FEATURE | Containerships overtake crude oil tankers as most scrubber-fitted sector
Containerships with a collective cargo carrying capacity of 5.3 million TEUs are now fitted with an exhaust gas cleaning system (scrubber) to remove sulphur oxides (SOx) from the exhaust gasses generated by the combustion processes in marine engines and thereby comply with the IMO 2020 global sulphur regulation which came into force on January 1, 2020.
By the start of July, the share of the containership fleet with scrubbers installed exceeded that of the crude oil tanker fleet. At that time, the container shipping sector became the most scrubber-fitted amongst the main cargo carrying ship types.
“In order to cut the sulphur oxides emission, shipowners who can afford to buy a scrubber have done so to a substantial extent, with investments predominantly directed towards high consumption ship types,” says Peter Sand, BIMCO’s Chief Shipping Analyst and continues:
“Choosing the scrubber option to comply with the sulphur regulation was heavily debated as January 1, 2020 approached. But even with the low bunker fuel price spread between high and very-low sulphur fuels in the current market, it is safe to say that the investments are economically sound.
“However,the payback period on the investment is obviously extended at a price spread of US$67 per tonne, compared to an expectedly normalised price spread in the range of US$100-US$200 per tonne,” Sand says.
While the scrubber-fitted fleet of main cargo carrying ship types now counts 2,600 ships, most of the fleet – 20,000 ships – are without a scrubber.
Size increasingly important
The bigger the ship, the more fuel it consumes. This explains why the uptake of SOx scrubbers is more popular for VLCCs, Capesizes and Ultra large containerships, than for their much smaller peers such as Aframax, Handymax/Handysize and feeders.
For VLCCs and Capesize sectors, scrubber-fitted ships as a share of the fleet (measured in DWT), currently amount to 30 per cent. By year-end, the share is likely to have grown to 35 per cent. For Post-Panamax (15,000+ TEUs) the share has already exceeded 40 per cent and is likely to reach 50 per cent by the end of 2020.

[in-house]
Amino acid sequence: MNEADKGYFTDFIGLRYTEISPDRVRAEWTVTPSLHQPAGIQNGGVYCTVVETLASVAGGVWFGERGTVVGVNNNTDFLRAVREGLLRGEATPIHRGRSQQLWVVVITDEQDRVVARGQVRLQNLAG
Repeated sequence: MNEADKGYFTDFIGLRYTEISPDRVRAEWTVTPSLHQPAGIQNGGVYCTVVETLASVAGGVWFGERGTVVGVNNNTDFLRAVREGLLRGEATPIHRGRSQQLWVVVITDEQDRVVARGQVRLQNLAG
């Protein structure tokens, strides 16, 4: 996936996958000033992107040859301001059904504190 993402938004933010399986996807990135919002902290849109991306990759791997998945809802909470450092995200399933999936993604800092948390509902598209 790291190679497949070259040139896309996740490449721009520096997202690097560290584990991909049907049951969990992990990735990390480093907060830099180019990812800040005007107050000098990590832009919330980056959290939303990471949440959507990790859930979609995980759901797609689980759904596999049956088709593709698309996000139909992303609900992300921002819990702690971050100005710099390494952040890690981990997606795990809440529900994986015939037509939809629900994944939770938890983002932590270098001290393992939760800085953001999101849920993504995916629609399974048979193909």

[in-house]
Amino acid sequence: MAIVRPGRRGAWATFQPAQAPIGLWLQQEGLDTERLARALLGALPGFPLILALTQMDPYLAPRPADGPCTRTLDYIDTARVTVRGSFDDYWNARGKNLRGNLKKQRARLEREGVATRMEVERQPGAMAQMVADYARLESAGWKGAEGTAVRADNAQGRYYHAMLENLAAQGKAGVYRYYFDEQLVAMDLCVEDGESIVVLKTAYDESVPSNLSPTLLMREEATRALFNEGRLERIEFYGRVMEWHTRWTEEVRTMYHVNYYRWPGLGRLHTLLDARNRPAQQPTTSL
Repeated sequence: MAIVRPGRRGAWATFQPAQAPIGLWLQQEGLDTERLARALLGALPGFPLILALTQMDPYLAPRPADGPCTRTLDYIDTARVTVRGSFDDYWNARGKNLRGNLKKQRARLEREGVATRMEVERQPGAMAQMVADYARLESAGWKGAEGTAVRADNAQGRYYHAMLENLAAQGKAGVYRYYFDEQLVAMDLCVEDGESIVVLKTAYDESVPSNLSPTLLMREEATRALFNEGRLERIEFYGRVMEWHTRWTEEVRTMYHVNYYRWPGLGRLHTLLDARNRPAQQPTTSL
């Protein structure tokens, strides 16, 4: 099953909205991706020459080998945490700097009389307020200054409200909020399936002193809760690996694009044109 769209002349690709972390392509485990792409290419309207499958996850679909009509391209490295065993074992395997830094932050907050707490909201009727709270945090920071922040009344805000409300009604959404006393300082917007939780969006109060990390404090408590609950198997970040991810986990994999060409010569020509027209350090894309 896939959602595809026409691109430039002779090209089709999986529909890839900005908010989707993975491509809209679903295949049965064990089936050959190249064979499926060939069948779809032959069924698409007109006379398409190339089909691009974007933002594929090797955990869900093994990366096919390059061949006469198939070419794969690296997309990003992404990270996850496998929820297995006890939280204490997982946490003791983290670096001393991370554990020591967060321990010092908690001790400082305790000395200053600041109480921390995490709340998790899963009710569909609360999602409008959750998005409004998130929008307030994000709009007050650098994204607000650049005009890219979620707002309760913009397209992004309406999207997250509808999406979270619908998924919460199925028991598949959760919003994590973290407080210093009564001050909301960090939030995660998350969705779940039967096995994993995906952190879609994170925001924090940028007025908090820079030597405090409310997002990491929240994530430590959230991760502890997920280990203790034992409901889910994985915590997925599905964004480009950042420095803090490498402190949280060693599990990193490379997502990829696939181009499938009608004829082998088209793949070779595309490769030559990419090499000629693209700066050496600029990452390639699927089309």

Pending retrofits of 429 ships
56.3 per cent of the current container shipping orderbook (1.2 million TEUs) will have a scrubber onboard when they are delivered, but more importantly, the pending retrofits of 1.5 million TEUs pushes up the total scrubber count.
Adding ongoing and pending scrubber retrofits to those that will be onboard newbuilds brings the total scrubber capacity count to eight million TEUs for containerships (31.6 per cent), 141 million DWT for crude oil tankers (30.9 per cent) and 226 million DWT of dry bulker capacity (23.5 per cent) once all is installed.
Most time consuming to retrofit a containership
At any time since the start of 2019, yards have mostly been retrofitting dry bulkers and containerships, whereas crude oil tankers have seen the lion’s share of scrubber installations occur onboard newbuildings.
In 2020 alone, the number of days spent on a containership retrofit has averaged 68 days ranging between 56 days in February and 79 days in July. This compares to an average number of days spent on a bulk carrier in 2020 of 46 days and 41 days on a crude oil tanker (source: Clarksons).
Bunker price spread peaked at US$353 per MT on New Year’s Eve
The bunker price spread is currently just US$67 per tonne if the fuel is purchased in Singapore, the world’s largest bunkering port. Local market conditions mean that the comparable spread in other significant bunkering hubs,like Rotterdam and Fujairah, is US$46 and US$74 per tonne, respectively, as per August 11, 2020.
The narrowing of the price gap between low-and high-sulphur fuels means that the spot market earnings differential (i.e. bunker cost savings) for a capesize bulker on January 3 compared to August 7 this year have declined from US$7,626 per day to US$1,095 per day.
Uncertainty evaporated fast
Choosing to comply to the new sulphur regulation without a scrubber installed requires a ship to run on a low-sulphur fuel oil. Since January 1, 2020, the global refinery industry has supplied the shipping sector with mainly low-sulphur fuel oil, with the more expensive distillate, marine gas oil, a distant second.
For the first six months of 2020, the share of total Singapore fuel sales amounted to 18 per cent for heavy-sulphur fuel oil, 71 per cent for low-sulphur fuel oil and 11 per cent for marine gas oil.
“The debate on scrubber economics is all but gone now, as 2020 is in full swing and focus has turned towards Covid-19, and how that impacts the business. What remains are the economic realities and technical obstacles the industry is dealing with daily,” Sand says, adding:
“Cost savings are essential to all, but despite a considerable share of the fleets now being scrubber-fitted, the largest part of the fleet continues to operate without,” says Sand.